Religion – What are the words and sentences that can define it? Is it a belief or a set of ideas and attitudes? Is it a system of thought? Is it a value system or a code of practices? Is it a set of rules and more for a heterogeneous group of Homo sapiens to live in semblance of socio-civic order? Is it a conglomeration of customs and rituals? Or, is it a search for an intangible higher truth or reality?
To me, religion is all this and a little more. It’s a personal diktat. That comes from growing up in a modern Tamil Brahmin home, schooling in a Catholic convent and later learning at Kalakshetra, Chennai, where theosophy is the predominant slant of thought, yet dancing to religious myths and texts and working in a secular government office.
Religion is my intensely personal and private space, which I escape to, in happiness and sorrow. For want of better words, I call that space ‘religion’.
Tying to explain Hinduism to an American English professor, I said, “In Hinduism you could follow practices governed completely by rituals. You could be an atheist if you followed the Carvaka philosophy, or a pantheist treating the whole world as divine or a polytheist believing in a million deities. You could be a pluralist if you believe in Ramanuja’s Vishistadhvaita; a dualist if you believe in Sankhya philosophy or Madhvacarya’s Dwaita (which talks of two realities, Prakriti/nature and Purusha/God); you could be a Monotheist and believe in one God – or a Monist and believe in one Reality!”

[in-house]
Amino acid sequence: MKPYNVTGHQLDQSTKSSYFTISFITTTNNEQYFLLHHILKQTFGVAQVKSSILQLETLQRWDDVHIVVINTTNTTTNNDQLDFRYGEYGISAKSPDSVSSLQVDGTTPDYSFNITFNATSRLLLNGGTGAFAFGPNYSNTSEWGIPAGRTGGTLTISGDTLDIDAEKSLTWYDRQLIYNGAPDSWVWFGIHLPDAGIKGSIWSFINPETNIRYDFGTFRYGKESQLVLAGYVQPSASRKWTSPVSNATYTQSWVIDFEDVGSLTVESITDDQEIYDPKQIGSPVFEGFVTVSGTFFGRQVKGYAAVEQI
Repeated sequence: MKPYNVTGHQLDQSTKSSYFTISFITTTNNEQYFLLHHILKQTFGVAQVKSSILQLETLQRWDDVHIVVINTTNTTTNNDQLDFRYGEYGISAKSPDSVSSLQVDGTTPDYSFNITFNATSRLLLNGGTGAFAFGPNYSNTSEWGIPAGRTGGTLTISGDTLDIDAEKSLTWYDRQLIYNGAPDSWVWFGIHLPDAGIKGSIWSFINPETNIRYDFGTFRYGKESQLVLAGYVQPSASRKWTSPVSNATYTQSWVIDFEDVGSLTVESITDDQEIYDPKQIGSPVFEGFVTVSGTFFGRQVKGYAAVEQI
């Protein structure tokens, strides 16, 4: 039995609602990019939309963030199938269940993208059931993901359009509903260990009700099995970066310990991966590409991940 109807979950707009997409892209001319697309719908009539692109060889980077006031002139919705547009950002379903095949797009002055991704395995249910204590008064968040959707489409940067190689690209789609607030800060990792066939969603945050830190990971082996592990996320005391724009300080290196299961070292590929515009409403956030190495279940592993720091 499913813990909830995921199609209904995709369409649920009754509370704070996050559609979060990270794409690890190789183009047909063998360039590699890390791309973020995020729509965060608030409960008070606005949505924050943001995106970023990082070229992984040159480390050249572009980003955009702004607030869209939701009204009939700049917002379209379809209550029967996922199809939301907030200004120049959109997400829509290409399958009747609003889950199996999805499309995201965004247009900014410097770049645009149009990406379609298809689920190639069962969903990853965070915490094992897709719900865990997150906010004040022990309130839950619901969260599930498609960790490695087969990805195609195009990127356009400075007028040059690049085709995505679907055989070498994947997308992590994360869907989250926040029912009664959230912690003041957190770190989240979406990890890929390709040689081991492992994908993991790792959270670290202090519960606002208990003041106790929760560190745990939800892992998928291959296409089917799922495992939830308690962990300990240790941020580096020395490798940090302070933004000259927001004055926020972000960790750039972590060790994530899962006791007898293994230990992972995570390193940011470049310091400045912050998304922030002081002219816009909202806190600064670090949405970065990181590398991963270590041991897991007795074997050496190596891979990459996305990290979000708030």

“Phew!” he said, “You can never be excommunicated from Hinduism!” True, isn’t it? Hinduism encompasses every possible facet of religious enquiry. Yet each of us strongly believes that our predilection is the only way, and others are lesser mortals. But why? Didn’t the Rig-Veda say, ‘Ekam Sad Vipra Bahuda Vadhanti’: ‘Truth is one but sages call it by different names’. Isn’t this wide-angled vision what Hinduism is all about?